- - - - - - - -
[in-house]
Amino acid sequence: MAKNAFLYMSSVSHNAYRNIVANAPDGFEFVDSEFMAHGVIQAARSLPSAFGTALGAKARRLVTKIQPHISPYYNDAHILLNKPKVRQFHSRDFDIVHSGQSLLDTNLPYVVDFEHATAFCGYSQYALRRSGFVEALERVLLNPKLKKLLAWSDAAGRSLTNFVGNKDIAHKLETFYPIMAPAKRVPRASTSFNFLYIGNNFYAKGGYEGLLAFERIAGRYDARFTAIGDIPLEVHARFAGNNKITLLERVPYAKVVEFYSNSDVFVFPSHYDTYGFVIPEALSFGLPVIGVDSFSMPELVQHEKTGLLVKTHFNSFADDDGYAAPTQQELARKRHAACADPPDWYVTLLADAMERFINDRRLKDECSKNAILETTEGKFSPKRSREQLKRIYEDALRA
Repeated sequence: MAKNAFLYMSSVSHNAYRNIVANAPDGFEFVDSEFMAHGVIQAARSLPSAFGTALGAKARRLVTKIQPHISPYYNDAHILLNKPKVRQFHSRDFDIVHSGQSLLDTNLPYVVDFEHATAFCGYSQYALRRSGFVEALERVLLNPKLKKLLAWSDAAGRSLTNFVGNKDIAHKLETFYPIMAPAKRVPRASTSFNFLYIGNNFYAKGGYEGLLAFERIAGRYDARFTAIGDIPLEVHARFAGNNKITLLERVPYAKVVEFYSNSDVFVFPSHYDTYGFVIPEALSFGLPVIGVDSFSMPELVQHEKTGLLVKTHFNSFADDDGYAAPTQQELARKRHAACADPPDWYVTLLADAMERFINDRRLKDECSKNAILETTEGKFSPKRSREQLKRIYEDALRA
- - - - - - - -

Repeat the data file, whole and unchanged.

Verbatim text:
[in-house]
Amino acid sequence: MAKNAFLYMSSVSHNAYRNIVANAPDGFEFVDSEFMAHGVIQAARSLPSAFGTALGAKARRLVTKIQPHISPYYNDAHILLNKPKVRQFHSRDFDIVHSGQSLLDTNLPYVVDFEHATAFCGYSQYALRRSGFVEALERVLLNPKLKKLLAWSDAAGRSLTNFVGNKDIAHKLETFYPIMAPAKRVPRASTSFNFLYIGNNFYAKGGYEGLLAFERIAGRYDARFTAIGDIPLEVHARFAGNNKITLLERVPYAKVVEFYSNSDVFVFPSHYDTYGFVIPEALSFGLPVIGVDSFSMPELVQHEKTGLLVKTHFNSFADDDGYAAPTQQELARKRHAACADPPDWYVTLLADAMERFINDRRLKDECSKNAILETTEGKFSPKRSREQLKRIYEDALRA
Repeated sequence: MAKNAFLYMSSVSHNAYRNIVANAPDGFEFVDSEFMAHGVIQAARSLPSAFGTALGAKARRLVTKIQPHISPYYNDAHILLNKPKVRQFHSRDFDIVHSGQSLLDTNLPYVVDFEHATAFCGYSQYALRRSGFVEALERVLLNPKLKKLLAWSDAAGRSLTNFVGNKDIAHKLETFYPIMAPAKRVPRASTSFNFLYIGNNFYAKGGYEGLLAFERIAGRYDARFTAIGDIPLEVHARFAGNNKITLLERVPYAKVVEFYSNSDVFVFPSHYDTYGFVIPEALSFGLPVIGVDSFSMPELVQHEKTGLLVKTHFNSFADDDGYAAPTQQELARKRHAACADPPDWYVTLLADAMERFINDRRLKDECSKNAILETTEGKFSPKRSREQLKRIYEDALRA